Shortage of technology sector staff looms

Web shops are looking for better educated staff than traditional retailers The Dutch technology sector needs 120,000 workers over the next 12 years if it is to maintain current growth trends, according to a report by ING carried out for employers organisation FME. Between 20% and 25% of companies in the sector say staff shortages are a hindrance for their activities, the Telegraaf said on Thursday. Annual growth of 4% will require an estimated 50,000 extra employees by 2030. In the meantime, 70,000 current employees will retire, causing severe problems in the sector, the report said. 'Partnership between education and the industry will have to be intensified, certainly now that ageing is affecting the sector,'  FME chairman Ineke Dezentjé Hamming told the paper. 'In addition we are going to have to improve supplementary training. We are going to appeal to the government to address the problem as soon as possible,' she said. ING economist Marieke Blom told the paper it is feasible to obtain 120,000 new workers for the technology sector. 'We just have to ensure that the flow of students from the training institutes moves more quickly. In addition, we must start retraining employees of companies which are related to technology firms.' With annual growth of 9.5%, the technology sector is the fastest-growing in the Netherlands. 'And other parties such as temps agencies, installation firms and accountants also benefit,' Blom told the Telegraaf.  More >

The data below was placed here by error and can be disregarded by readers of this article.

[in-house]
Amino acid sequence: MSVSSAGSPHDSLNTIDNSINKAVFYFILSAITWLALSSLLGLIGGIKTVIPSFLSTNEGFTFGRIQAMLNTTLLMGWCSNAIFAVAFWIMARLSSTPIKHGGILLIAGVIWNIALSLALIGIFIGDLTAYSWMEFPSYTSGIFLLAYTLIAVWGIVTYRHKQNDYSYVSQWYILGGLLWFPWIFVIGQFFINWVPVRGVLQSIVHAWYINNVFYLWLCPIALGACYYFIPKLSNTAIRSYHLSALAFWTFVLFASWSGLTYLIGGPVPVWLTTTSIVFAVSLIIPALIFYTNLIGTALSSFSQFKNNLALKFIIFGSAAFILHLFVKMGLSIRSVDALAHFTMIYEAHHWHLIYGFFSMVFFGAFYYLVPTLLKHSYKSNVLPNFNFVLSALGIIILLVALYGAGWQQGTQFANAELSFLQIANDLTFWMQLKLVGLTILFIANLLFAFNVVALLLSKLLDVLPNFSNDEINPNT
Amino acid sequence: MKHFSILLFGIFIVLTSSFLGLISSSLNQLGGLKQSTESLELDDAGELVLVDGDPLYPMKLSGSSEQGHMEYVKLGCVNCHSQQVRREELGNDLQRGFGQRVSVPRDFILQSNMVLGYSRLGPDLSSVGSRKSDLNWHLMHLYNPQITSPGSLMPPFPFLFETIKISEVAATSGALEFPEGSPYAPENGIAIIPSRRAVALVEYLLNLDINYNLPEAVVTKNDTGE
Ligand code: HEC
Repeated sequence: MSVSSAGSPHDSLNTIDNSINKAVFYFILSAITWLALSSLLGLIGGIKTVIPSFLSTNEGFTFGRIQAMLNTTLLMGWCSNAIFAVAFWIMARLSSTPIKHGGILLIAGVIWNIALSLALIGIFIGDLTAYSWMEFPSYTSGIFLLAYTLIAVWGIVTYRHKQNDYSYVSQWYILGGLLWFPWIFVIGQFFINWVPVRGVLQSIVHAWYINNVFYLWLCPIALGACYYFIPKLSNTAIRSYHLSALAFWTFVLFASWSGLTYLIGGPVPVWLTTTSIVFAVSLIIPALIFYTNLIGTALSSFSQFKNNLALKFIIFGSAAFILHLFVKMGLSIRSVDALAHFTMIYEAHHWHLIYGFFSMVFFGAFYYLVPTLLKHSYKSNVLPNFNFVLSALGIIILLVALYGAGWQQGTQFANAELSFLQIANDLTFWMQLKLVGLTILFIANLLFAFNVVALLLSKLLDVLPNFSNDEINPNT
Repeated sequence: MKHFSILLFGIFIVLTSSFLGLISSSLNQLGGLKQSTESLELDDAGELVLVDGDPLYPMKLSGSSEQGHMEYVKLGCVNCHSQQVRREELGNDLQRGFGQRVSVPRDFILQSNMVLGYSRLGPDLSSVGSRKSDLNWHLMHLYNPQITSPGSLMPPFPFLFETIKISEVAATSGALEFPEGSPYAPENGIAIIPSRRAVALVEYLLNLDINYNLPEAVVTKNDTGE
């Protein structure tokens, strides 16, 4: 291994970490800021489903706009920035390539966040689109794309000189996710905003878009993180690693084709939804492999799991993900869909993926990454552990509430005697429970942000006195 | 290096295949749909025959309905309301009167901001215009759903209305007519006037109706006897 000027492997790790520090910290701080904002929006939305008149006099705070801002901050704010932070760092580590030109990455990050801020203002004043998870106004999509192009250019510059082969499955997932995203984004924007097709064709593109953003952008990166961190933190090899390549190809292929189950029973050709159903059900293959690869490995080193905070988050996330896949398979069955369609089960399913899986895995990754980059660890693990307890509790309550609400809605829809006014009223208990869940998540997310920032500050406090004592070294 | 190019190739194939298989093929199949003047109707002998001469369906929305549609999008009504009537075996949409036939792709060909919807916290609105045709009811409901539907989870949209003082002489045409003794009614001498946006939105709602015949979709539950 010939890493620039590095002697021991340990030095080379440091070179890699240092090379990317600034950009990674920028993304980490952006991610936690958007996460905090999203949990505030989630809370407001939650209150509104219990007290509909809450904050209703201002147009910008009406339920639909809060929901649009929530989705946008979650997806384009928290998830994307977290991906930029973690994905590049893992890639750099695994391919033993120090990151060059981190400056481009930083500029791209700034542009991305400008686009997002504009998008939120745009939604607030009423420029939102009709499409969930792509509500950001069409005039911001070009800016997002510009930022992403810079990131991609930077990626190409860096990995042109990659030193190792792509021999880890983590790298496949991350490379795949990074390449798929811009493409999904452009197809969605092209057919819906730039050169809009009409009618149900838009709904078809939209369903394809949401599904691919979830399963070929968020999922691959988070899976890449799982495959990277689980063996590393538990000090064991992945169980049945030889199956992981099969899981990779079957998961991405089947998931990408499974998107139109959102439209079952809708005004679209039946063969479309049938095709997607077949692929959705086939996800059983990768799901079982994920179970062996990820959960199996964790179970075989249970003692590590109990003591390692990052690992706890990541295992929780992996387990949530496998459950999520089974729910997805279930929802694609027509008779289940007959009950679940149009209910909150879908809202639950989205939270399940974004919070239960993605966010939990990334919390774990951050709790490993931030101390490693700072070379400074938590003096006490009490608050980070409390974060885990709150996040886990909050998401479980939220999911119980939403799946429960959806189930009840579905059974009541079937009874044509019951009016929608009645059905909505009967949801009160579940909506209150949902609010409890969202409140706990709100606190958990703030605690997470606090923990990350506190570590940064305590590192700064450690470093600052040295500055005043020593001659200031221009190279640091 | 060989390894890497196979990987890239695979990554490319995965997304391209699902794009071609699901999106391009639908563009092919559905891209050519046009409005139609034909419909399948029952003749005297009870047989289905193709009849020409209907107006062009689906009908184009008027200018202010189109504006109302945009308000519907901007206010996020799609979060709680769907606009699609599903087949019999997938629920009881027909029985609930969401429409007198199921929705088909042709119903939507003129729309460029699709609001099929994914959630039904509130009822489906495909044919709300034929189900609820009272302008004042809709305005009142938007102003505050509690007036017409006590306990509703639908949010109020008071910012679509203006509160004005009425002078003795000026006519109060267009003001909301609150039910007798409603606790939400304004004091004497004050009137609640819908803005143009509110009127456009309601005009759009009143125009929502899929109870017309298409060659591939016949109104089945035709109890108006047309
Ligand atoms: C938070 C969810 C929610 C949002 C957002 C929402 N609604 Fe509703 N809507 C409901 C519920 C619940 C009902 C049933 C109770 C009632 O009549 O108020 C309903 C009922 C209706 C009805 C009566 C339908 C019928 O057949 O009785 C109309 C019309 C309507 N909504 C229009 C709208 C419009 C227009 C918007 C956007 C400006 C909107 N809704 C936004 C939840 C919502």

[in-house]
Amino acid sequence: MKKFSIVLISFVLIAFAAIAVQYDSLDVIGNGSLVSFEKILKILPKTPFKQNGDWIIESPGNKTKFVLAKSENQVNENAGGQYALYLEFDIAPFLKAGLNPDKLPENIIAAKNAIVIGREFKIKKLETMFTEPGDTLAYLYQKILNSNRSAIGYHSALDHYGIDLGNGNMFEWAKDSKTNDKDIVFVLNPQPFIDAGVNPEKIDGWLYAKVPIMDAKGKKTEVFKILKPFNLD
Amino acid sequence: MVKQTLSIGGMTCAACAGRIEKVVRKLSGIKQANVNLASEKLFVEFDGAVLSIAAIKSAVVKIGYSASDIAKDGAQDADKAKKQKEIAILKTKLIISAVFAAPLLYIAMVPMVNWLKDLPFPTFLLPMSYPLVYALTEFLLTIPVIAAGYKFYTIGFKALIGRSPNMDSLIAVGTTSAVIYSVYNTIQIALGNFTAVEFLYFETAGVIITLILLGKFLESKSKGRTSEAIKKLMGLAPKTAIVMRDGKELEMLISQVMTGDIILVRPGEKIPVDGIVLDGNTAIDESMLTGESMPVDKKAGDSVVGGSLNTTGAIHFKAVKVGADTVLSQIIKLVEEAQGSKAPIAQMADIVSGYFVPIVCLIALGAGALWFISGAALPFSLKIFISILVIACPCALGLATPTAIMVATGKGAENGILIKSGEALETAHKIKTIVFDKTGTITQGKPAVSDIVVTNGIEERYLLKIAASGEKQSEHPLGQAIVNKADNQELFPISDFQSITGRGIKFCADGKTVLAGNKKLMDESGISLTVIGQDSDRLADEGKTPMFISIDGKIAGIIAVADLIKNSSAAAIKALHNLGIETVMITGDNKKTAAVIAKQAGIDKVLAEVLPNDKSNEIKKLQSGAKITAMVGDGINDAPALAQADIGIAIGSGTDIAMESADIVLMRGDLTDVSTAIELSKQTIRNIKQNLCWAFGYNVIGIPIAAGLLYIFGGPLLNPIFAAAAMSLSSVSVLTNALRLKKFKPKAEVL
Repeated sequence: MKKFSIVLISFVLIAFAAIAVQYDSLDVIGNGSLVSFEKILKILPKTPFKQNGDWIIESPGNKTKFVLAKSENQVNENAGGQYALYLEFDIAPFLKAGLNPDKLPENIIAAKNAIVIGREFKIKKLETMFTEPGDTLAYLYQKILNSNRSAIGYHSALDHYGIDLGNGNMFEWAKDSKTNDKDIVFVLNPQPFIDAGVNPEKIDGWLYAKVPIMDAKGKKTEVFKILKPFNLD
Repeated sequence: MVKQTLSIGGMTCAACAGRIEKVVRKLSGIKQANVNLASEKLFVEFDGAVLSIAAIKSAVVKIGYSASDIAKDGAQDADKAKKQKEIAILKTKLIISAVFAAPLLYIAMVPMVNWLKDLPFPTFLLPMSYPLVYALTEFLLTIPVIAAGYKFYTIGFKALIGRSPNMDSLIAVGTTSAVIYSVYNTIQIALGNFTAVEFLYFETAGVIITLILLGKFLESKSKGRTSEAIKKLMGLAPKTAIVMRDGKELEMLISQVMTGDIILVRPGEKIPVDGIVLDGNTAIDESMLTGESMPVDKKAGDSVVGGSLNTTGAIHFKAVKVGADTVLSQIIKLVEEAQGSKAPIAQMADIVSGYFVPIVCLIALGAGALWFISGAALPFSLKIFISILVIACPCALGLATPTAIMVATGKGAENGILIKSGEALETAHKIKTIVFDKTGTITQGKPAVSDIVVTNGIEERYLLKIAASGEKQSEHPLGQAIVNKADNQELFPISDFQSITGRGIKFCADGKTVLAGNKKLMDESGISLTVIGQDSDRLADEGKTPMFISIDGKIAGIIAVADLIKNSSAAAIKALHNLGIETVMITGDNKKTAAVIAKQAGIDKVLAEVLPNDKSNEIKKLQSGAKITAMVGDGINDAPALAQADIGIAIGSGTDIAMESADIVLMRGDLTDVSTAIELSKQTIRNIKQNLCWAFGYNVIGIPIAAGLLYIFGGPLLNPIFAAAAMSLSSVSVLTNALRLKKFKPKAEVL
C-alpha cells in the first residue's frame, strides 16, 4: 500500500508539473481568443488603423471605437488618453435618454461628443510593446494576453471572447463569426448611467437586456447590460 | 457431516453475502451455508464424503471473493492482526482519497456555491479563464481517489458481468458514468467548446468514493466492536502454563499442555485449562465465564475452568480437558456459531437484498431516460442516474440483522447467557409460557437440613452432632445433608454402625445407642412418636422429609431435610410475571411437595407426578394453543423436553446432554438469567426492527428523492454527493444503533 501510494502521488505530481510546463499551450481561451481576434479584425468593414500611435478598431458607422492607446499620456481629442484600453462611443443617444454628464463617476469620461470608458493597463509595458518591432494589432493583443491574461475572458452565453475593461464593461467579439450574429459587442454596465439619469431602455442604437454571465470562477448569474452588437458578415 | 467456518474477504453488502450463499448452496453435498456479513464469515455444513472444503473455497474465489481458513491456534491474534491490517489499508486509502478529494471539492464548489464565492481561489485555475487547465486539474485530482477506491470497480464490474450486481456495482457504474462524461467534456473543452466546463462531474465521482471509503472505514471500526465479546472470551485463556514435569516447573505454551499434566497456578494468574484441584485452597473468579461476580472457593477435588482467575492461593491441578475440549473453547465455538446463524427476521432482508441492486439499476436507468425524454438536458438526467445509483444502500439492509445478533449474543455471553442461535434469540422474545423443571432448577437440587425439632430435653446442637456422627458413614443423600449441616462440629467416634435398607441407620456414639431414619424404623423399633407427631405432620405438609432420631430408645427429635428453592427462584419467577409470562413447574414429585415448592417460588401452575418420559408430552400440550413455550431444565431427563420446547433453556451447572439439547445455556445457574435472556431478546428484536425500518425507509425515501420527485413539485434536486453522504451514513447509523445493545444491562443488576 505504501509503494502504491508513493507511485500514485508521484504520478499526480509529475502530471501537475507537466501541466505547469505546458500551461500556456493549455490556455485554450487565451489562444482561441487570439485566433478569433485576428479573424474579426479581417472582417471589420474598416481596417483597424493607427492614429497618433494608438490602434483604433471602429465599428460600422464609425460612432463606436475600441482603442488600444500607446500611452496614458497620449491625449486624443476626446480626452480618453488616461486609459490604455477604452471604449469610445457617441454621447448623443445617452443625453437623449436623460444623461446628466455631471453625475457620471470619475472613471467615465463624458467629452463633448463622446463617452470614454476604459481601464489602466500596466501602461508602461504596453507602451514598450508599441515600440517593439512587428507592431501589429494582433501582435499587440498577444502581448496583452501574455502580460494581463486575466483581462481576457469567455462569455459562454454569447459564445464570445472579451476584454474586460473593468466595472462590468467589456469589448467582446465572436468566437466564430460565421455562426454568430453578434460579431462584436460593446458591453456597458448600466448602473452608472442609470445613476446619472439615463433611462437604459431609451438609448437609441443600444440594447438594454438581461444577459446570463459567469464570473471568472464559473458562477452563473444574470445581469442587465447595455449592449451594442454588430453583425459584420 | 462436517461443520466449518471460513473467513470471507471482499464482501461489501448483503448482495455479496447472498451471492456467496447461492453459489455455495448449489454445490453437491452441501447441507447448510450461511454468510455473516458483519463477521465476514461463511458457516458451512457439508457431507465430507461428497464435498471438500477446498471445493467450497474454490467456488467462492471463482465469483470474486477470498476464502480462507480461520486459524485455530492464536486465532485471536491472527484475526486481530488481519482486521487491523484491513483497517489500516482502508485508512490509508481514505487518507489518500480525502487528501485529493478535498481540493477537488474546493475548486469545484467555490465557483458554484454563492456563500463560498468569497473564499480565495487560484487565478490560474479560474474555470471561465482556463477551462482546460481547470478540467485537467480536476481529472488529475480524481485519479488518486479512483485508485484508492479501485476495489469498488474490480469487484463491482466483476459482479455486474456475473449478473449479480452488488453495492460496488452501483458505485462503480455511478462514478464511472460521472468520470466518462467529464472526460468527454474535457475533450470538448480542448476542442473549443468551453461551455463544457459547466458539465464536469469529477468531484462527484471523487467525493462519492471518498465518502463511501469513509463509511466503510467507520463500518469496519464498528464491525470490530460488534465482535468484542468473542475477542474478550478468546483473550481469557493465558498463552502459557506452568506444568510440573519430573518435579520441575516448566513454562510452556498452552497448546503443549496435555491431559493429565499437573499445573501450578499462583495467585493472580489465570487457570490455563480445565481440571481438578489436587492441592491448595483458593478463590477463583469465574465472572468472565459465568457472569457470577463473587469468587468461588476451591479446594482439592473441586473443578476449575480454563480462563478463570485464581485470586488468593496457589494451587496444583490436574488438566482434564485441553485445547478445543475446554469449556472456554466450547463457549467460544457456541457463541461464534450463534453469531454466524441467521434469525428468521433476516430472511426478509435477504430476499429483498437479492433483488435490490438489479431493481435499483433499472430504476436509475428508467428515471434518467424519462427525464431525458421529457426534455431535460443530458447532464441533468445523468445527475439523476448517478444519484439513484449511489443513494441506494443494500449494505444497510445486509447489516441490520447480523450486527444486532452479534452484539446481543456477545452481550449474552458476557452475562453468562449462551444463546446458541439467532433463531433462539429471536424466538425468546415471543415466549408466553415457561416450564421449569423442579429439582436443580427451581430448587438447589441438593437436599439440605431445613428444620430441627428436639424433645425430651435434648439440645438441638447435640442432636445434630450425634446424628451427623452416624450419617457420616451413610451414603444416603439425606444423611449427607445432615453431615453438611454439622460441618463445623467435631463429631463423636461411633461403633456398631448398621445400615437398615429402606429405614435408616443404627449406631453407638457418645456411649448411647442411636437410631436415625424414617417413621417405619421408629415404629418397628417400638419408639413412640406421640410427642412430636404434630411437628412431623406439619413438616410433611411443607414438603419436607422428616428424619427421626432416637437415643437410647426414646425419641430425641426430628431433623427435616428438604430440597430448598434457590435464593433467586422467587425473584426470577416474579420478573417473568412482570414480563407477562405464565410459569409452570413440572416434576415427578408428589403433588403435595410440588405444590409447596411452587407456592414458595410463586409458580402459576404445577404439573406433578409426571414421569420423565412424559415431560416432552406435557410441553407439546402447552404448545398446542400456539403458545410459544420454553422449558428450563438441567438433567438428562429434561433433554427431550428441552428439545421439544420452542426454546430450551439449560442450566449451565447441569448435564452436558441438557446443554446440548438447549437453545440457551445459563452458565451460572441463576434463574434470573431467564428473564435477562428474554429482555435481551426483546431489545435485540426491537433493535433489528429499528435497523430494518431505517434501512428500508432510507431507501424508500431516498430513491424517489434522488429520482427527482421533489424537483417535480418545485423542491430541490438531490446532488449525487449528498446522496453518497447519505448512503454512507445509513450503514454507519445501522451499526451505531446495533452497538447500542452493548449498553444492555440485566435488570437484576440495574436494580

Work-related burn-outs on the rise

Web shops are looking for better educated staff than traditional retailers The number of job-related burn-outs in the Netherlands is rising sharply and job insecurity is a major cause, the Volkskrant said on Wednesday. The paper said 15% of Dutch women suffered work-related stress this year, up from 9.4% two years ago. The number of men affected by burn-out increased from 6% to 9% in the same period, the paper said. The figures come from a new report compiled by Nyenrode University and the digital periodical Intermediar and involving some 72,000 people. Temporary Nyenrode researcher Jaap van Muijen said a major cause of the increase in job-related stress is the explosive growth of people working on temporary contracts. 'Our research indicates that people with a fixed contract suffer less from burn-out at work. The same goes for double income households who can fall back on the earnings of one partner, as well as for the highly skilled. The greater the income insecurity, the greater the risk of burn-out,' he said. Part-time jobs Parallel research by health and safety advisory group ArboNed showed that 58% of workers suffering from stress were part-timers but only 45% of employees had part-time jobs. ArboNed's Catelijne Joling confirmed that part-timers were more susceptible to stress than full-time employees. In particular four day a week jobs involve people being expected to do too much, she told the Financieele Dagblad. 'Three or five days a week is better,' she told the paper. ArboNed's research involved absenteeism rates at 60,000 small and medium-sized firms.  More >